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Supporters of the Aboriginal Embassy

The number of tents grew during the first half of 1972. As this photo indicates the protestors were full time residents.
Socks drying on makeshift clothesline outside tent opposite Parliament House, 1972
The number of tents grew during the first half of 1972. As this photo indicates the protestors were full time residents.
Source: A7973, INT1205/1, National Archives of Australia, Canberra

When Parliament resumed in mid February 1972, there were 11 tents on the lawns opposite Parliament House. Leader of the Opposition, Gough Whitlam, accepted an invitation from Embassy organisers to visit the tents and speak with representatives. This gave it further recognition and legitimacy.

Aboriginal journalist and activist John Newfong explained the purpose of the Embassy in an article in Identity.

'The Aboriginal Embassy: its purpose and aims', John Newfong

'The Aboriginal Embassy: its purpose and aims', John Newfong

Identity, July 1972

Download 'The Aboriginal Embassy: its purpose and aims', John Newfong [PDF 2788kb]

Dr HC Coombs, chairman of the Council for Aboriginal Affairs, also accepted an invitation to speak with Embassy protestors.

In March 1972, Embassy leaders addressed 200 Australian National University students, asking for their support for the protest. Canberra university students billeted Aboriginal protestors, joined the crowd on the lawns, and opened a bank account for the Embassy through the Student Representative Council. [1] Law students were invited to examine the legal position of the Embassy.

Overseas visitors to the national capital, such as members of the Canadian Indian Claims Commission, visited the Aboriginal Embassy, as did Soviet diplomats and an Irish Republican Army member.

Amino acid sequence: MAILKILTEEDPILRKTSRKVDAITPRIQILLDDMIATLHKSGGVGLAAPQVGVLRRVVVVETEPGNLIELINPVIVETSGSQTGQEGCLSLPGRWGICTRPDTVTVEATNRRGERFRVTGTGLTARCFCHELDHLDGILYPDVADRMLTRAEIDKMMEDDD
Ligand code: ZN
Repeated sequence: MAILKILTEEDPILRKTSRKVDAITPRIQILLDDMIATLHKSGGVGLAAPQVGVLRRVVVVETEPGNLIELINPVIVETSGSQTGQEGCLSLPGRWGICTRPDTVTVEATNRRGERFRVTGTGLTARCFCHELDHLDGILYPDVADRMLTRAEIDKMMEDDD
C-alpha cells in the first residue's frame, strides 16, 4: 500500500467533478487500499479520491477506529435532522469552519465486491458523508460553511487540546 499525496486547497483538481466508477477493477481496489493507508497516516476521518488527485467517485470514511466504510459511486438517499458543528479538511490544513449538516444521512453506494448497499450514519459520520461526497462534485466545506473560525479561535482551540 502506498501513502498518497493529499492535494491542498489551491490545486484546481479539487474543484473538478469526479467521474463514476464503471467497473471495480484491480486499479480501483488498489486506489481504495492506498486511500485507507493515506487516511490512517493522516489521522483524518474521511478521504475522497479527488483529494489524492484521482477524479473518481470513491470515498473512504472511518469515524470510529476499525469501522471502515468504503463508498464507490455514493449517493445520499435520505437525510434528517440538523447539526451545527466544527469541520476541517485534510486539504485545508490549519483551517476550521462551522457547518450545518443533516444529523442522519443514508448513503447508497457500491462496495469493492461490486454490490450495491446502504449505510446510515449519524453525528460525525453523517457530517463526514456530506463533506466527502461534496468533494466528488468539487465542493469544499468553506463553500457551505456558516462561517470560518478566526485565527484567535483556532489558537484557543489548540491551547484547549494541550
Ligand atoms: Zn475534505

This tent carries a poster which offers New Zealand support. Another message shows the Queensland Aborigines Act as a hand crushing an Aboriginal Queenslander.
Tent Embassy, Canbera 1972
This tent carries a poster which offers New Zealand support. Another message shows the Queensland Aborigines Act as a hand crushing an Aboriginal Queenslander.
Source: A7973/1, INT1205/4, National Archives of Australia, Canberra
All the while, an increasing number of Aboriginal people from all over the country were camped on the lawns opposite Parliament House.
The land opposite Parliament House quickly became the site of numerous tents following the original beach umbrella of 26 January.
The Aboriginal Embassy, early 1972
The land opposite Parliament House quickly became the site of numerous tents following the original beach umbrella of 26 January.
Source: A7973, INT1205/3, National Archives of Australia, Canberra
 
From January to July the number of tents and permanent protestors grew.
Tents at the Aboriginal Embassy in early 1972
From January to July the number of tents and permanent protestors grew.
Source: A7973, INT1205/6, National Archives of Australia, Canberra

Further resources

People

HC Coombs
John Newfong

Organisation

Council for Aboriginal Affairs

Footnotes

1 Scott Robinson, 'The Aboriginal Tent Embassy, 1972', MA thesis, Australian National University, Canberra, 1993, pp. 120-122.



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